Okay so if you haven’t already thought I’m a little bit crazy, the next post will solidify it. I blogged awhile back about an ideal version of myself that I’m constantly warring against.
Tonight I felt myself understand a little bit more of who she is. In my community group we talked about holiness and how we either allow God to mature our currently selves into holiness or if we strive to attain holiness on our own. I’ve struggled for awhile on understanding how to let God mature me versus working on my own. I’m not sure why I’ve always thought I needed to work towards being a better Christian.
It wasn’t until recently that I started to embrace the idea of not trying so hard. That Christ in me is what transforms me and nothing that Rachel Mueller can do will change that. It may be a combination of the legalistic school I attended as well as my young attempts to reconcile Godly discipline with grace but somewhere along the line my continued salvation rested upon me. But then it all started to change and I finally started to understand the reality of what my salvation and God’s love for me entails.
So anyways, back to holiness. I described my past attempts at holiness in how I always felt there was this idea version of me that haunted my every move. This woman looked pretty much just like me, except had longer prettier hair, was about 80 pounds thinner, and had smaller features. Her personality was nothing like mine though.
She rarely lost her temper, had a nightly quiet time that was filled with the presence of God, tended to err on the sweeter side, always had time for everything, kept her room clean, met everyone’s expectations, and didn’t shout awkward sayings. That was who I felt I needed to be in order to be holy. She was the one telling me I would never measure up in the middle of my sleepless nights.
She’s the one who was disappointed and embarrassed when I made a fool out of myself. For years I’ve longed to kill that ideal version of me. To strip her down piece by piece and refuse to hold myself to a standard that no one else does, regardless of my preconceived notions that they do. Tonight I realized that she’s slowly started to fade into the background.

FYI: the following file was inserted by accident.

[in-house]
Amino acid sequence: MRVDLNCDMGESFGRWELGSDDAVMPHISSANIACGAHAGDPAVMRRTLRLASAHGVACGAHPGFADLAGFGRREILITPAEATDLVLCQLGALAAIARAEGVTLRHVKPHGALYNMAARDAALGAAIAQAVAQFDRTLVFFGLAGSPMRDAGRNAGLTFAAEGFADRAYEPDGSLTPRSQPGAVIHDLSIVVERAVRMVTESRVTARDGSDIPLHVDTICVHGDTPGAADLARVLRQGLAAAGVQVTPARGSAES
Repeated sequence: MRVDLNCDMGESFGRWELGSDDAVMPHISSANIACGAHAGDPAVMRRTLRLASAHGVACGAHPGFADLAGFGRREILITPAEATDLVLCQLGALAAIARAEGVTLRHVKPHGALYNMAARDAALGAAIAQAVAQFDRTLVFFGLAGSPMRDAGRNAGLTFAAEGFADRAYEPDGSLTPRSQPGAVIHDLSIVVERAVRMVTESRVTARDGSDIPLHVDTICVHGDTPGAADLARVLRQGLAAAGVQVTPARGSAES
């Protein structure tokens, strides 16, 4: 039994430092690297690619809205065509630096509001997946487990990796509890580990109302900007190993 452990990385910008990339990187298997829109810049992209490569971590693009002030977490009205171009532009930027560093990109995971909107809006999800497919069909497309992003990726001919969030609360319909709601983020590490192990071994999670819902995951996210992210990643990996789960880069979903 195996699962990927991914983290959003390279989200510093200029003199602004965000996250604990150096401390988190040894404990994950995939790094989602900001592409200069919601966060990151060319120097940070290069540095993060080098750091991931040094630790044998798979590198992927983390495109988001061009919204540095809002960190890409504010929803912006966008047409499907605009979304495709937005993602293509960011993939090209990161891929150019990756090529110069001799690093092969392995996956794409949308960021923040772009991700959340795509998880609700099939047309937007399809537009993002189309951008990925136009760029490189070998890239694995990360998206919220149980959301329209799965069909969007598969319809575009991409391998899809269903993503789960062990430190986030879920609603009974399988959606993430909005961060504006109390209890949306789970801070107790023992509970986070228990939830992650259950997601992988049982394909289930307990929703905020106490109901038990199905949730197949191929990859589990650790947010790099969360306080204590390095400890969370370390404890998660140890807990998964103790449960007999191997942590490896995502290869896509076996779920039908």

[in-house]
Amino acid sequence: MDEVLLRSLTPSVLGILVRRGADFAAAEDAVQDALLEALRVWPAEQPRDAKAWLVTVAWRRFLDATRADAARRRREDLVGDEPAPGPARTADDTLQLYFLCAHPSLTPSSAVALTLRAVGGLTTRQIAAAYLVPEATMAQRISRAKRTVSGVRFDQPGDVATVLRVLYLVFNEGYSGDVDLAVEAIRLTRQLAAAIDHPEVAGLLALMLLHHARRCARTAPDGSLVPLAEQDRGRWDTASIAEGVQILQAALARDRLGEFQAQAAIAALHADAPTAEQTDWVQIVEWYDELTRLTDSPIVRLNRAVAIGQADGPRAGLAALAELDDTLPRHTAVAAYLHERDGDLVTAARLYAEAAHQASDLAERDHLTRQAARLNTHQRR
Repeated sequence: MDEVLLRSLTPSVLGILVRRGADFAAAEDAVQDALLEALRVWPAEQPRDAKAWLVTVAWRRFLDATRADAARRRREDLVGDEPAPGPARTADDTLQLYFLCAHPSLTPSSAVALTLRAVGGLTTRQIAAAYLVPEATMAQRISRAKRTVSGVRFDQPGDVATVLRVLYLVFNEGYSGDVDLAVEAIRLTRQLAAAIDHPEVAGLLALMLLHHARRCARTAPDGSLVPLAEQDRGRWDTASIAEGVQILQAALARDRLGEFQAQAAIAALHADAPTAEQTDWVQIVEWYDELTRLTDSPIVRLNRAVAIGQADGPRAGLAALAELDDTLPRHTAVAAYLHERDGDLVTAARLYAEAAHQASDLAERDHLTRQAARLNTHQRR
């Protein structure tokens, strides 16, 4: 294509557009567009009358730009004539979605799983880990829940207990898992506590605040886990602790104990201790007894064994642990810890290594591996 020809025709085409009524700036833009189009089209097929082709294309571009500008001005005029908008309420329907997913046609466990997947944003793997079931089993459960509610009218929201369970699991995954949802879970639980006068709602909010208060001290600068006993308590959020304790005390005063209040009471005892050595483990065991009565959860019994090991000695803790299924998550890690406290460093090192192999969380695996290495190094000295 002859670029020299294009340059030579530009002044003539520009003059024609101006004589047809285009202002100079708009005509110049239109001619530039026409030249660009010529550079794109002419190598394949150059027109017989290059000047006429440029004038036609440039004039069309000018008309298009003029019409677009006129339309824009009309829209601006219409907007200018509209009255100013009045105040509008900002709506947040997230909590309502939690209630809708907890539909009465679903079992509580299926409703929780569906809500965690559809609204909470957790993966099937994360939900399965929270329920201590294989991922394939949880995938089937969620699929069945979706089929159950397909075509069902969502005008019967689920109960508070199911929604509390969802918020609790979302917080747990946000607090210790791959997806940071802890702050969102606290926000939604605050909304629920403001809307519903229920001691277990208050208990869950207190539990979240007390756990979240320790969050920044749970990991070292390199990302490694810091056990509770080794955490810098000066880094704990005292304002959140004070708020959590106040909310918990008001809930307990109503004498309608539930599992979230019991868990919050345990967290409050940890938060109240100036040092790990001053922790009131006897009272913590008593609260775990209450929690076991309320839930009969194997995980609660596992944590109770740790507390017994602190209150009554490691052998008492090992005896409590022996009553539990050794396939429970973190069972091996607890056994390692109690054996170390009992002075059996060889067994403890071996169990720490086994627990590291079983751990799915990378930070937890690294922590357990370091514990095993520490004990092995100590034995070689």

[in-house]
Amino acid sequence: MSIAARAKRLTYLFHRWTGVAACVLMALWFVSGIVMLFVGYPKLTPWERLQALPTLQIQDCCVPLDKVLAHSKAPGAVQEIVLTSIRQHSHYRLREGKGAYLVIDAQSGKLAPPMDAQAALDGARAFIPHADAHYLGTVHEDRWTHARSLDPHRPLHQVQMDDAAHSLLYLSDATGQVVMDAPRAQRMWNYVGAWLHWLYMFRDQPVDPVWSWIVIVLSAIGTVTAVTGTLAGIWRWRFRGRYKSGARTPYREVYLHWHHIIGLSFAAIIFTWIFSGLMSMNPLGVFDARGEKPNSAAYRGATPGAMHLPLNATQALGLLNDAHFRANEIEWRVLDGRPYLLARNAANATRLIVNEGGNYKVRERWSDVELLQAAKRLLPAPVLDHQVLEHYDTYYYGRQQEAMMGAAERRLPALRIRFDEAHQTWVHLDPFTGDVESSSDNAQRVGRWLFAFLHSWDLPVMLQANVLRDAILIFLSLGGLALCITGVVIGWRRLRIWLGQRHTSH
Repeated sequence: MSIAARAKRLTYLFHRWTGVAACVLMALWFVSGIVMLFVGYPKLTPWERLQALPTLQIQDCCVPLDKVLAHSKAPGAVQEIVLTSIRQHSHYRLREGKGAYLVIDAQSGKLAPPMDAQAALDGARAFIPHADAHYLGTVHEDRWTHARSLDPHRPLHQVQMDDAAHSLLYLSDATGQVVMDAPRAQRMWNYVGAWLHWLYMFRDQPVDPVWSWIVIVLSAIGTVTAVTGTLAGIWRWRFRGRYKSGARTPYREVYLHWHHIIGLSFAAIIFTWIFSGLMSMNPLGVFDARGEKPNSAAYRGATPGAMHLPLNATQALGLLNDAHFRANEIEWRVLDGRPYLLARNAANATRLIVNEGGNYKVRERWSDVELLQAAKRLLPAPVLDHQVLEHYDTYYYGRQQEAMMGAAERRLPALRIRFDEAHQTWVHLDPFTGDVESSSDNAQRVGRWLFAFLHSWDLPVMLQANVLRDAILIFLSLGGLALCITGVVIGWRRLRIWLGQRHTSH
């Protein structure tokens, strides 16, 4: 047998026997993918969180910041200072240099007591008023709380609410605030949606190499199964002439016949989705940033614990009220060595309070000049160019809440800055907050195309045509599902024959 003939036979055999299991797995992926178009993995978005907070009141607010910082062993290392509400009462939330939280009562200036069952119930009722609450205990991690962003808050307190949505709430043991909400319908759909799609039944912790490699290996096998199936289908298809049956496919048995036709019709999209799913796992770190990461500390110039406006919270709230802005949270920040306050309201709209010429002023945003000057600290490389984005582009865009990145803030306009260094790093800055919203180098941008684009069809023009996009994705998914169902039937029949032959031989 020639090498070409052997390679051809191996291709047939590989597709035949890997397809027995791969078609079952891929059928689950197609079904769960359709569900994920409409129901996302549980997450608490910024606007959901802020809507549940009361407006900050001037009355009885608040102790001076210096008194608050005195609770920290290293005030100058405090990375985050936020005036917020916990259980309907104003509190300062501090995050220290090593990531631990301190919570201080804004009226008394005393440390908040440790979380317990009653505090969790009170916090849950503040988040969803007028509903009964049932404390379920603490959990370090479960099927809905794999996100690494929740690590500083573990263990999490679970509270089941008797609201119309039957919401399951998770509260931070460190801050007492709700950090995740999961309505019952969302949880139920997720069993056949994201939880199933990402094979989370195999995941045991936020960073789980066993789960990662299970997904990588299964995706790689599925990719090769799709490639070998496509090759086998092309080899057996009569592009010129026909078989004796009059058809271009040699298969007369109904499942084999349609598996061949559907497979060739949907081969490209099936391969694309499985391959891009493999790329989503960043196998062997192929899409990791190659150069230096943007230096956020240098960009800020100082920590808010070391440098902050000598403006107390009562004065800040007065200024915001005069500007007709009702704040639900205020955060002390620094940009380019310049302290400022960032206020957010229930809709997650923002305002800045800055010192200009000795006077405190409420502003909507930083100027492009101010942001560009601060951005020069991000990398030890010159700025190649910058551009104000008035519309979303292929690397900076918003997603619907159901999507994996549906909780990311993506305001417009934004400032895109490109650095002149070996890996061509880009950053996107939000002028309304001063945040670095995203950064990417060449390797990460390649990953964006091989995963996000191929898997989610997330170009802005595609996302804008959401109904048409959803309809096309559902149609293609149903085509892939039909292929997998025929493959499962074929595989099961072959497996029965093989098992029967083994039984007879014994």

Maybe it’s because I’m finally starting to feel loved and accepted for all my quirks and insecurities. I say awkward things, make a mess, lose my temper, and love deeply. I feel things unlike most people, and while I can be sweet and incredibly tender, I am fierce. I am loyal and strong and independent. And I cut my hair when I’m bored and pierce my ears when a boy breaks my heart. I am alive and full and complex.
And while Veronica (that’s what I call her) is incredibly disappointed that I won’t ever be her, I’ve started to love who I was created to be, and that is not her. I think the glory of God comes alive in that – that is how He matures me into holiness. When I begin to embrace the things that make my DNA unique. Because I feel safe within a group of people that love me, it allows me to experience the enormity of God’s love for me. I’m finding that the two are so intertwined I think my heart might shrivel up and die if I lost either. I feel like the luckiest girl in the world to have the life I do – regardless of how messy or painful it is – I’m okay.
I am okay.
I’ve seen this promise come to fruition:
“Therefore I am now going to allure her;
I will lead her into the wilderness
and speak tenderly to her.
There I will give her back her vineyards,
and will make the Valley of Achor (heartbreak) a door of hope.”
I have truly seen my valley of heartbreak become a door of hope.